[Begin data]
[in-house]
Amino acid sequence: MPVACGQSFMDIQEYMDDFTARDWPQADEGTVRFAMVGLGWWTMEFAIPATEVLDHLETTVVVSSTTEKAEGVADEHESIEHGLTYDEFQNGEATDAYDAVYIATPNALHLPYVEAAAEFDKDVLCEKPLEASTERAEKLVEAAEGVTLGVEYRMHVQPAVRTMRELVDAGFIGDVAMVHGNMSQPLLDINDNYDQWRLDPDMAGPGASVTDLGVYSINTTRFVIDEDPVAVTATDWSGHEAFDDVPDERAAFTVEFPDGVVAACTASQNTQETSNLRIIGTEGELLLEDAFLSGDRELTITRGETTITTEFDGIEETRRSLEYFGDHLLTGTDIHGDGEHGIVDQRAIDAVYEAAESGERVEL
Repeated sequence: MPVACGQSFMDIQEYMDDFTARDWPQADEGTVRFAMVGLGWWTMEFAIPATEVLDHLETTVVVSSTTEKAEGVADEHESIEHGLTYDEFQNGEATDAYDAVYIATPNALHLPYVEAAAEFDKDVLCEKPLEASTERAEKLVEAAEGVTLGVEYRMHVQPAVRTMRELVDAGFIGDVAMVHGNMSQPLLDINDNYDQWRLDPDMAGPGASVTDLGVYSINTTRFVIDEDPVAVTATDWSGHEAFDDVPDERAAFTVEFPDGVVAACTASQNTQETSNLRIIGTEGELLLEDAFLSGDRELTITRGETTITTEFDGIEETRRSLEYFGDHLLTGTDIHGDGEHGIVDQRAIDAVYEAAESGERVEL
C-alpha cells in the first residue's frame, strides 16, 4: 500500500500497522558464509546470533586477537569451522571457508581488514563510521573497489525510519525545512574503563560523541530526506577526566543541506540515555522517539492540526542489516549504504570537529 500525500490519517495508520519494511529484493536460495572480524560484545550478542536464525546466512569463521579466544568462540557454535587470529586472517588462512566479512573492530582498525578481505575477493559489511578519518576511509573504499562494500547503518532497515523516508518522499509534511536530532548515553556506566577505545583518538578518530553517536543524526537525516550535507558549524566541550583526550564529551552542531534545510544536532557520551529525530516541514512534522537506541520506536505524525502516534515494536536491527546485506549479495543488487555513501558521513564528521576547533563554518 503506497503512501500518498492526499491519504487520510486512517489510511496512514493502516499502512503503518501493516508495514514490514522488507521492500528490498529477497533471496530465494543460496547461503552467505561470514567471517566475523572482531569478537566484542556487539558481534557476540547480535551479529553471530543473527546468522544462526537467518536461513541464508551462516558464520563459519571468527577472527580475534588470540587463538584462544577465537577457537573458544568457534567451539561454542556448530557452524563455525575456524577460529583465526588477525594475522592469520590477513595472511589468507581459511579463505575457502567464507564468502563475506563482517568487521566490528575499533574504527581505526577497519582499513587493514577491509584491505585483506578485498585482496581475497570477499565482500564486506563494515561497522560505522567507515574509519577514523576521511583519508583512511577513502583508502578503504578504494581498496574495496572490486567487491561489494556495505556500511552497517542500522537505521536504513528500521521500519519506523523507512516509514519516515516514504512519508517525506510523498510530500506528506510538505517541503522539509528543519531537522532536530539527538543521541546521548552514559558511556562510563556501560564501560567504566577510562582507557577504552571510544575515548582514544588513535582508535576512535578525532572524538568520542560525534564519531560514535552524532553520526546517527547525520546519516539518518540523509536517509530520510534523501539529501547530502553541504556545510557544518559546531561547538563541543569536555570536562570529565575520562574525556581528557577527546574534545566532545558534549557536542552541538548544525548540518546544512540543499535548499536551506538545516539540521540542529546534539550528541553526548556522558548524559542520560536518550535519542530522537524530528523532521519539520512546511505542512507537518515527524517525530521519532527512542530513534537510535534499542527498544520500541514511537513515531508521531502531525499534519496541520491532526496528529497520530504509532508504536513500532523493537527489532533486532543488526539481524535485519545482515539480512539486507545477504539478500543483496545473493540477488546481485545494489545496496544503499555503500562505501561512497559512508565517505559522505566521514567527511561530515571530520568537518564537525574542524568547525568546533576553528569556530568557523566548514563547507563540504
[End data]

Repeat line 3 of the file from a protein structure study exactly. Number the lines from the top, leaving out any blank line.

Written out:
Repeated sequence: MPVACGQSFMDIQEYMDDFTARDWPQADEGTVRFAMVGLGWWTMEFAIPATEVLDHLETTVVVSSTTEKAEGVADEHESIEHGLTYDEFQNGEATDAYDAVYIATPNALHLPYVEAAAEFDKDVLCEKPLEASTERAEKLVEAAEGVTLGVEYRMHVQPAVRTMRELVDAGFIGDVAMVHGNMSQPLLDINDNYDQWRLDPDMAGPGASVTDLGVYSINTTRFVIDEDPVAVTATDWSGHEAFDDVPDERAAFTVEFPDGVVAACTASQNTQETSNLRIIGTEGELLLEDAFLSGDRELTITRGETTITTEFDGIEETRRSLEYFGDHLLTGTDIHGDGEHGIVDQRAIDAVYEAAESGERVEL